Parking, some residents say, is a nightmare. Some complain of fire and other safety concerns brought on by increased visitation. Indeed, last March the Miami-Dade County Commission ordered traffic and fire-safety studies.
Whatever the studies reveal, some residents insist, island life will only get worse. Slated for construction: 315 additional condo units. Concerned that their island paradise is slipping away, a group of disgruntled residents filed suit last year alleging that Fisher Island's developers had fundamentally altered the "car-free, care-free" development concept promised to early buyers. "This is a (development plan) approved more than 10 years ago," says attorney Ronald Shapo. "We believe it should be looked at again."
No peace in sight
Fisher Island executives scoff at the charge. John Melk, chairman of Fisher Island Holdings, the development partnership that acquired the island a year ago from MBL Life Assurance, says the island's original master plan -- which all buyers were welcome to review -- called for 1,200 condo units. If anything, he says, the developers should be applauded for voluntarily reducing that total by more than 300. Melk says non-resident club memberships will be reduced upon build-out, but now are needed badly to offset the staggering costs of maintaining the facilities.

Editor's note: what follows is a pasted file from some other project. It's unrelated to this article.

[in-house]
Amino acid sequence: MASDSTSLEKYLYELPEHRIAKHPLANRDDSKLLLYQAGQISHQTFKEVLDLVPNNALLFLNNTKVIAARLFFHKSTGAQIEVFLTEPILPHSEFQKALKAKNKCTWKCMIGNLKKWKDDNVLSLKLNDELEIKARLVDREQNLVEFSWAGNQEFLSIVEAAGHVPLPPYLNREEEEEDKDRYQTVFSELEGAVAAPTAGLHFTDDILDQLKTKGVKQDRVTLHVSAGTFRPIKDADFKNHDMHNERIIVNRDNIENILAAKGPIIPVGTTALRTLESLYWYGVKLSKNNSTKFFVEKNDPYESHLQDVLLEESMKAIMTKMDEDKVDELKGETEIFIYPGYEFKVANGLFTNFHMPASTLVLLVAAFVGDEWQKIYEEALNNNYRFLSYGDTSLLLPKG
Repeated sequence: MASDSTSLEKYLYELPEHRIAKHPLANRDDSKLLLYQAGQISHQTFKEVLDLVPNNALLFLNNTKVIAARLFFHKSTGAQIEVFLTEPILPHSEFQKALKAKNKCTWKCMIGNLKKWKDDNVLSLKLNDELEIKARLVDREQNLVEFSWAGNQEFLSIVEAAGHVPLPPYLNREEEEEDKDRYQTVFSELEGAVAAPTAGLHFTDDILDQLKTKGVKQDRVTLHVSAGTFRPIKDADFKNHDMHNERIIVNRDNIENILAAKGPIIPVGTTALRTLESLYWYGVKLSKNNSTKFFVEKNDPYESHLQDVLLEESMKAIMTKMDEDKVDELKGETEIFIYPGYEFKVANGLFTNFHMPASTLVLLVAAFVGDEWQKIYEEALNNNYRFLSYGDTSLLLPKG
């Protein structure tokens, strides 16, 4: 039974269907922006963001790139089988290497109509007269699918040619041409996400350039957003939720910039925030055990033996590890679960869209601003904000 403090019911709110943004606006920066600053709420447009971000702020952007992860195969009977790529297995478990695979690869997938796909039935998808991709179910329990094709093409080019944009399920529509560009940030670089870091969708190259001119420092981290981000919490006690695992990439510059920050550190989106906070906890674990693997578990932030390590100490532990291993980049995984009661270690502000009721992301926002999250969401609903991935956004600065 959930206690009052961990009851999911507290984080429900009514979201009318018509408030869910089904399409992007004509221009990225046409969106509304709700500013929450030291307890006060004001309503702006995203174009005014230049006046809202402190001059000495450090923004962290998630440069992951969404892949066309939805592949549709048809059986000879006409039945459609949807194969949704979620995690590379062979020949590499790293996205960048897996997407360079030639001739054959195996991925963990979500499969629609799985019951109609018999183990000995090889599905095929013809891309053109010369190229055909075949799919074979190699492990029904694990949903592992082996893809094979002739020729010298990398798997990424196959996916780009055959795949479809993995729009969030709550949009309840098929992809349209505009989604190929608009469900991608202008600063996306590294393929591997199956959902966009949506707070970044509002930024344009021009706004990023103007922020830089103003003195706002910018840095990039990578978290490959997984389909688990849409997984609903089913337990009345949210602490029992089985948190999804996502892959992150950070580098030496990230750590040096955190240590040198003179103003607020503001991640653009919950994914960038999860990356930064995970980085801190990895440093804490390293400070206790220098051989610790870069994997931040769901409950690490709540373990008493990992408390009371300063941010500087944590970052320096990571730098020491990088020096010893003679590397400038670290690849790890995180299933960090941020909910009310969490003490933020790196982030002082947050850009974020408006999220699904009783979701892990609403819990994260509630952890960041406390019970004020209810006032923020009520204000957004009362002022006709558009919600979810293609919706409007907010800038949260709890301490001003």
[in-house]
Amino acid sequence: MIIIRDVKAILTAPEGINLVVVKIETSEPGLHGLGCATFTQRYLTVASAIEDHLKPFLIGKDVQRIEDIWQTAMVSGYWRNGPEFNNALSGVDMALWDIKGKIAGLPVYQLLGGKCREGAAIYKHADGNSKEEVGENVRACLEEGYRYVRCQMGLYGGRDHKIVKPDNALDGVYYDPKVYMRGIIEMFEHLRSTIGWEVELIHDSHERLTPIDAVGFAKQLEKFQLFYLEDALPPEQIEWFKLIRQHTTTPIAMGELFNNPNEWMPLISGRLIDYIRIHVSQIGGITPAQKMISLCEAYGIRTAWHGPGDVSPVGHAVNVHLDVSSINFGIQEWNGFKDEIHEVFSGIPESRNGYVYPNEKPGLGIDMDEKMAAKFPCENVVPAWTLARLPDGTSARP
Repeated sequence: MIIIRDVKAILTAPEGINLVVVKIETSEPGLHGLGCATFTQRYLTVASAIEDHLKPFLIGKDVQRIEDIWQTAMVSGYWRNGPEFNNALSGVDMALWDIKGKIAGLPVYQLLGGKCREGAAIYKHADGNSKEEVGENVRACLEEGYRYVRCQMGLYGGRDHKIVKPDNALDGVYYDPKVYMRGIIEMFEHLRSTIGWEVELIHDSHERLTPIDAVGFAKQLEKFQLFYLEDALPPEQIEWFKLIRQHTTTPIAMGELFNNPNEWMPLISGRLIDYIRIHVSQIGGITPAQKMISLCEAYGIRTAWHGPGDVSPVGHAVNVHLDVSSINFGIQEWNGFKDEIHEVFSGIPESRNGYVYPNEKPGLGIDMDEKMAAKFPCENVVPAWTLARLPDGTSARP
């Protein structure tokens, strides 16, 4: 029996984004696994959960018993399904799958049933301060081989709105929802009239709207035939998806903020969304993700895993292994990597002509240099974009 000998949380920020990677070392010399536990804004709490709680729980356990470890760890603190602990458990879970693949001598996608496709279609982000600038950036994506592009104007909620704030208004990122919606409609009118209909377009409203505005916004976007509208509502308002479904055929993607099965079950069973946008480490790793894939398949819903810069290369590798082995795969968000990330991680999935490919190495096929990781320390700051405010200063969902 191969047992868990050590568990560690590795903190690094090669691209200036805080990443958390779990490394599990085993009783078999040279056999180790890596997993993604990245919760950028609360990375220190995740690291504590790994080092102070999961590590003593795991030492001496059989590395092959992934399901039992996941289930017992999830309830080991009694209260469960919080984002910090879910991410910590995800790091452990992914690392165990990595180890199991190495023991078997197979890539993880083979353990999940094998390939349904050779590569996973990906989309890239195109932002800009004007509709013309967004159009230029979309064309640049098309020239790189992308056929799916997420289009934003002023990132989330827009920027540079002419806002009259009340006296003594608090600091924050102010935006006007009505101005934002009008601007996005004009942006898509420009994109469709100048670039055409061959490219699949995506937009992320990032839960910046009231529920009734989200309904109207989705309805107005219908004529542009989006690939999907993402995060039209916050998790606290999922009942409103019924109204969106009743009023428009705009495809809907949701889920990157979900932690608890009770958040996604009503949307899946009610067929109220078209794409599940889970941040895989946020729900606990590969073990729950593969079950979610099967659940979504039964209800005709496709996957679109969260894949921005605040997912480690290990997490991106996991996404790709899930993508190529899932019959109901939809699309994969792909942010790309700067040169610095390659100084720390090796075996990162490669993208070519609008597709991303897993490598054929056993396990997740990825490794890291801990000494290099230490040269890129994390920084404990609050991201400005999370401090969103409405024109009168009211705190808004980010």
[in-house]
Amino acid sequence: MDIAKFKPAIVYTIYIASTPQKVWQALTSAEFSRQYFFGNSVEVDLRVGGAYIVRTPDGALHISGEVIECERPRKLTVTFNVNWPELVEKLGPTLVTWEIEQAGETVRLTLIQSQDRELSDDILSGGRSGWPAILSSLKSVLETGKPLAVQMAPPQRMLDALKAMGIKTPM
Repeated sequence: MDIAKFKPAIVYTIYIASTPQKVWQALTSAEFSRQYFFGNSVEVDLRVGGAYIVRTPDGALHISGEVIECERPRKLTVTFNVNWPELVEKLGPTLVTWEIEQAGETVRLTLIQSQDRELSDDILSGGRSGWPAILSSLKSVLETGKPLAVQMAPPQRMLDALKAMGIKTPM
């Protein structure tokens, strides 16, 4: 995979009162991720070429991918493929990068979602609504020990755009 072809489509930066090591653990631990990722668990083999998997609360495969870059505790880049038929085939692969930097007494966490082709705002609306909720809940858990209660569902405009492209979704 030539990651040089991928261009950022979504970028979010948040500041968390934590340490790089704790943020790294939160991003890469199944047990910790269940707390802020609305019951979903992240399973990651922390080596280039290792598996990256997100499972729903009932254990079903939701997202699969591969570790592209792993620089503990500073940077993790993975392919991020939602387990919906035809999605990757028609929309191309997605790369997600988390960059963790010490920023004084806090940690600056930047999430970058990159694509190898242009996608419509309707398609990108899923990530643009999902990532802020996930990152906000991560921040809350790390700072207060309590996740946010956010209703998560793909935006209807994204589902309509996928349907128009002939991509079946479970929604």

With construction on the remaining units expected to last up to six years, the debate threatens to drag on. Meanwhile, homeowners have fallen into one of three camps: those who approve of the current building plan, those who oppose all new development and those who favor the maximum allowable build-out as a way of reducing costs and fees. Discourse has not always been civil. One group hired a public relations firm to promote its cause. And in May, island resident Isidore "Skip" Pines was notified by the club's seven-member board of directors that his club privileges had been suspended for 90 days. Among his indiscretions: circulating protest leaflets without board approval and wearing a T-shirt emblazoned with "Save Fisher Island."